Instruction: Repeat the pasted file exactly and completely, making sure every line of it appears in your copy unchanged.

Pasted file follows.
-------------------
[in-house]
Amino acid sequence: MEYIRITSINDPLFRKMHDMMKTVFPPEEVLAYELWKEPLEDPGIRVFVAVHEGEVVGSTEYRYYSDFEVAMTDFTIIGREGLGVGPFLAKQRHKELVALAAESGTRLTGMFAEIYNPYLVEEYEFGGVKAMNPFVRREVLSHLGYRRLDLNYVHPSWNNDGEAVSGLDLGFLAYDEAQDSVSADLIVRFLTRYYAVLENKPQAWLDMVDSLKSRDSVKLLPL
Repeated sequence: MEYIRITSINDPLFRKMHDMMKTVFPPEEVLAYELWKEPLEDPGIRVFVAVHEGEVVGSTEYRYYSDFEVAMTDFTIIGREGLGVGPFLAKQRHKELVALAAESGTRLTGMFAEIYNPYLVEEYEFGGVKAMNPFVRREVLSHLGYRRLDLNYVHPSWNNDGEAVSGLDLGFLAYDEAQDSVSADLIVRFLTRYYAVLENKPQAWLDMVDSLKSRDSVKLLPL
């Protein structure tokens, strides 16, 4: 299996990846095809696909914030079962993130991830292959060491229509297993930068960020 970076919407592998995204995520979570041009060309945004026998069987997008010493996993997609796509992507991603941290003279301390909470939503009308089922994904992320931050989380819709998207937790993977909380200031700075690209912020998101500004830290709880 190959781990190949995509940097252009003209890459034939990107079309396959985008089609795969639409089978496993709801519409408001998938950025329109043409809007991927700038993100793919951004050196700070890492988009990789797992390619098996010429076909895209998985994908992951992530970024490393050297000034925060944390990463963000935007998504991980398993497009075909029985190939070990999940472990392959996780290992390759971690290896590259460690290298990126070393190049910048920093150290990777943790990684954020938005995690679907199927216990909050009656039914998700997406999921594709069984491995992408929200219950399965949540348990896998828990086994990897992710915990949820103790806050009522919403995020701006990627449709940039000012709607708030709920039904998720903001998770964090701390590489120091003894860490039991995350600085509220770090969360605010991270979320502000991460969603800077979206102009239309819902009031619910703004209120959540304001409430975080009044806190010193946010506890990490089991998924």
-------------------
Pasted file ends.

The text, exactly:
[in-house]
Amino acid sequence: MEYIRITSINDPLFRKMHDMMKTVFPPEEVLAYELWKEPLEDPGIRVFVAVHEGEVVGSTEYRYYSDFEVAMTDFTIIGREGLGVGPFLAKQRHKELVALAAESGTRLTGMFAEIYNPYLVEEYEFGGVKAMNPFVRREVLSHLGYRRLDLNYVHPSWNNDGEAVSGLDLGFLAYDEAQDSVSADLIVRFLTRYYAVLENKPQAWLDMVDSLKSRDSVKLLPL
Repeated sequence: MEYIRITSINDPLFRKMHDMMKTVFPPEEVLAYELWKEPLEDPGIRVFVAVHEGEVVGSTEYRYYSDFEVAMTDFTIIGREGLGVGPFLAKQRHKELVALAAESGTRLTGMFAEIYNPYLVEEYEFGGVKAMNPFVRREVLSHLGYRRLDLNYVHPSWNNDGEAVSGLDLGFLAYDEAQDSVSADLIVRFLTRYYAVLENKPQAWLDMVDSLKSRDSVKLLPL
């Protein structure tokens, strides 16, 4: 299996990846095809696909914030079962993130991830292959060491229509297993930068960020 970076919407592998995204995520979570041009060309945004026998069987997008010493996993997609796509992507991603941290003279301390909470939503009308089922994904992320931050989380819709998207937790993977909380200031700075690209912020998101500004830290709880 190959781990190949995509940097252009003209890459034939990107079309396959985008089609795969639409089978496993709801519409408001998938950025329109043409809007991927700038993100793919951004050196700070890492988009990789797992390619098996010429076909895209998985994908992951992530970024490393050297000034925060944390990463963000935007998504991980398993497009075909029985190939070990999940472990392959996780290992390759971690290896590259460690290298990126070393190049910048920093150290990777943790990684954020938005995690679907199927216990909050009656039914998700997406999921594709069984491995992408929200219950399965949540348990896998828990086994990897992710915990949820103790806050009522919403995020701006990627449709940039000012709607708030709920039904998720903001998770964090701390590489120091003894860490039991995350600085509220770090969360605010991270979320502000991460969603800077979206102009239309819902009031619910703004209120959540304001409430975080009044806190010193946010506890990490089991998924």